In my research into what it will take to become exceptional in the large organisations of tomorrow (now hosted at SevenWiseHeads.com) I talk to a lot of people.
I’d like to highlight two recent calls that illustrate some vitally important differences between those who are on the move, and those who are stuck.
David (#243) is 25, good degree and well positioned in a senior team at one of the big banks. We didn’t get a chance to talk about how he got there, but fair play to the guy. Now he’s there, he wanted to share some challenges with me:
- What does he need to do to build credibility/respect with the more senior (older) people he is working with?
- How can he overcome the problem of stakeholders having more important things to do than listen to him?
- And, what does he need to do to get noticed by the right people, and build strong relationships with them?
My guess is that this bright young man will go far.
John (#896) is in his mid 50s. Formidable track-record of achievement. Not quite C-Suite, but that suits him fine (he says). He likes to be able to switch off and he has seen too many people burn-out. As he sees it, the most significant challenges that stand in the way of success today are:
- Excessive demands to do more with less. He recognises the competitive pressures but the leadership pay no regard to feasibility (or risk).
- Relentless pace of poorly managed change. People fail to take account of the emotional disruption caused by digital transformation (etc.).
- The way people play the politics, and seek to feather their own nests, often with significant disregard to their fellow humans.
My guess is that this high achiever could go far, if he chose to. But he will probably choose to retire as soon as the opportunity arises.
It is fascinating to note the differences in their attitudes, beliefs and perspective.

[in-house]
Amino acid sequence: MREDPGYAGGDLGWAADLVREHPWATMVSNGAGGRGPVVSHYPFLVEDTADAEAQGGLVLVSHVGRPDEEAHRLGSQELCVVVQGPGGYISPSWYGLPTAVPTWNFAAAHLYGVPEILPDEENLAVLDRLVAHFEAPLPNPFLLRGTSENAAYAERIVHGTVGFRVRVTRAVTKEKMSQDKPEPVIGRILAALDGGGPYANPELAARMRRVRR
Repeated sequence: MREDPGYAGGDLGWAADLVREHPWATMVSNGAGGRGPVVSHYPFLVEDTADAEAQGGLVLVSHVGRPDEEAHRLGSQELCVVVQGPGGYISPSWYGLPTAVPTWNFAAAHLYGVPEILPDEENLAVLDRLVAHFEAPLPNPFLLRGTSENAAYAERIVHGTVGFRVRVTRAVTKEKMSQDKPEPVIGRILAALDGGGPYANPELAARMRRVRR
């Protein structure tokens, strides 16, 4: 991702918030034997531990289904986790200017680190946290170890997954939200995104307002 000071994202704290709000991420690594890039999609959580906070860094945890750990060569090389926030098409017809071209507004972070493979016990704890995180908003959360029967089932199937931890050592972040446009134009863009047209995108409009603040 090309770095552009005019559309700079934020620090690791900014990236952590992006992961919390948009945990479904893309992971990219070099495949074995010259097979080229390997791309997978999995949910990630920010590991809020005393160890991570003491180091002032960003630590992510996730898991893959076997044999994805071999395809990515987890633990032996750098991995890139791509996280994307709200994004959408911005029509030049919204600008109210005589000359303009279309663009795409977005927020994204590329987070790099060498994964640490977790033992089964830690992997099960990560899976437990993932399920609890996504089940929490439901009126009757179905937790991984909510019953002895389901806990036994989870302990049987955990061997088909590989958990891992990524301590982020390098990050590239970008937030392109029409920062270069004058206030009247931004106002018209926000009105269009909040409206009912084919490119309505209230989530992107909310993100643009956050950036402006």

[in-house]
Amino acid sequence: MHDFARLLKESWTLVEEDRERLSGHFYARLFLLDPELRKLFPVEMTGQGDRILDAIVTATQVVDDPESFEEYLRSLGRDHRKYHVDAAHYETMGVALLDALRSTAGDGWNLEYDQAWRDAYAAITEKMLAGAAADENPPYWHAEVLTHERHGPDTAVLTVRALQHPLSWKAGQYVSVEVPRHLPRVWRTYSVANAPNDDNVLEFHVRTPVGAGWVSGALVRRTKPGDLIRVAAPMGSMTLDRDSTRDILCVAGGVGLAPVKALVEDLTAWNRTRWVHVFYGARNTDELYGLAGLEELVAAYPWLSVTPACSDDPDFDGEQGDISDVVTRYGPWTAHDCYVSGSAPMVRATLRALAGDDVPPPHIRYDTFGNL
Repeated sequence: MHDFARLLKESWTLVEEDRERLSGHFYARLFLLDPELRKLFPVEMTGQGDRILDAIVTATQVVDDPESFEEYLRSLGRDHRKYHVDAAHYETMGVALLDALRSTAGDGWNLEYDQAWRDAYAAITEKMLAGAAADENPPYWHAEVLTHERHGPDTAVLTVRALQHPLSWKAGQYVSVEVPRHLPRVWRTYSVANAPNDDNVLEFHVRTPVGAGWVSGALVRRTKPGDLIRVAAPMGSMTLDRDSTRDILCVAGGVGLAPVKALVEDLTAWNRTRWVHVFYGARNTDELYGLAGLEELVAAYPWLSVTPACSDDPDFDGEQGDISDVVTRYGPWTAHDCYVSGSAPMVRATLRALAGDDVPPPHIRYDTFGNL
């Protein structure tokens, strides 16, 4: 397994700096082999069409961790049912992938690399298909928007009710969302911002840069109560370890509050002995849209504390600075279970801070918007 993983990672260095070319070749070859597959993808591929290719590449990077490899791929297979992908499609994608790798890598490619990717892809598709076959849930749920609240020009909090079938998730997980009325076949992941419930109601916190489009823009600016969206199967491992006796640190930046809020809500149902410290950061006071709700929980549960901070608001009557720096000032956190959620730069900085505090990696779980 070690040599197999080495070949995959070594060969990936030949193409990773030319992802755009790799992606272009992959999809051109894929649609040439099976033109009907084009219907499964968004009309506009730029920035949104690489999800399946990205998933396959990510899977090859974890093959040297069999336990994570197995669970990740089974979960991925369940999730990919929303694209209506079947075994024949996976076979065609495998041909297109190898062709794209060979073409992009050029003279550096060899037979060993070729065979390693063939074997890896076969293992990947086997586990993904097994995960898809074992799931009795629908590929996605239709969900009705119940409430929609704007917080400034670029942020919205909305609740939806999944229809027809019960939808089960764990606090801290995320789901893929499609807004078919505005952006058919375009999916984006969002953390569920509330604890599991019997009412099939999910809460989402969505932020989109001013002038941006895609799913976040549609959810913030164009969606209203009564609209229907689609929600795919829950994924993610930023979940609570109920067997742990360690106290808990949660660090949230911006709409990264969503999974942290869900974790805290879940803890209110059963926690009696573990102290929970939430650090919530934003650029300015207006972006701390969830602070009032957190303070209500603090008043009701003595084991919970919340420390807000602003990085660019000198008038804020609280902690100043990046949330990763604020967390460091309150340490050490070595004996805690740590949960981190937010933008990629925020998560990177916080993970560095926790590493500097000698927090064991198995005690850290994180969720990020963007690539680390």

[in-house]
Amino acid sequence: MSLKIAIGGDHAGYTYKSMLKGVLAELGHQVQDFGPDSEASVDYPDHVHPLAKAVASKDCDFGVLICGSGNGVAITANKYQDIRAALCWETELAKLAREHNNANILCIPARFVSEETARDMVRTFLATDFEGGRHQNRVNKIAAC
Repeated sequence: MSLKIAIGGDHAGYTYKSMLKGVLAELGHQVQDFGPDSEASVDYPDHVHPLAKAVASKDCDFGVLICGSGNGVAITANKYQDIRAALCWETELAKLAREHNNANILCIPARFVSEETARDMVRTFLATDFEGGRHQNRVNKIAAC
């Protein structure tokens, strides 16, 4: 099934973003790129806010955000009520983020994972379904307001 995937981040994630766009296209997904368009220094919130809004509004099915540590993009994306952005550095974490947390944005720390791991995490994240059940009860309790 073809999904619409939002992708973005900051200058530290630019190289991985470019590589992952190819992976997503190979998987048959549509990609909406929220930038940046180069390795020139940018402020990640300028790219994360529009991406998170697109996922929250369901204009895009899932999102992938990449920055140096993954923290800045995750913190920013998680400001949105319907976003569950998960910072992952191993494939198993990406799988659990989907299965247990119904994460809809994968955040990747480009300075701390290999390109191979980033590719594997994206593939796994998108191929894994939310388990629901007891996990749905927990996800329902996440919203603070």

These factors are all a choice, pure and simple. Both David and John are well within their rights to adopt the attitudes and beliefs they wish to – I am in no position to criticise their choices.
The trouble is, most attitudes and beliefs are formed with unconscious decisions and rarely get called out and evaluated objectively.
Talking to David I noticed that he is taking responsibility for the change that needs to happen. John is looking out at a world going wrong. David is optimistic that he can find a way, learn how to do it. John doesn’t need to do anything different, it is others who need to change. David believes that he will be successful, John believes that he can’t win through. To be honest, I don’t think John realises this belief has taken root.
My coaching practice continues to demonstrate that change is far easier than many people realise, and the results are stunning when different choices are bedded in.
The call to action?
Get those attitudes and beliefs of yours out on the table and take a good long look at them:
- What are the most important beliefs that shape your approach to work?
- Are you sure about that?
- How do they help you?
- How do they hinder you?
- What attitudes/beliefs would it be more helpful for you to adopt?
- What can you do to shift towards them?
If you’ve been affected by the contents of this email, and want to do something about it, here are a few things to consider:
- Get closer to my research by joining Seven Wise Heads. This is a place where you can contribute and benefit directly from the research I am doing, stimulate your thinking and refine your action (get involved at SevenWiseHeads.com).
- Become crystal clear on what you contribute, and what reputation you wish to create. For this, consider Making an Impact and Building a Powerful Reputation.
- Start to take more control of what is happening, and the direction events are taking. You can do this, within an hour, with Your Stakeholder Strategy.
Colin Gautrey is becoming the most sought-after expert in power and influence by ambitious and talented professionals who are serious about accelerating their careers and their results. But, Colin is certainly not for the faint-hearted.
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Other articles by Colin:
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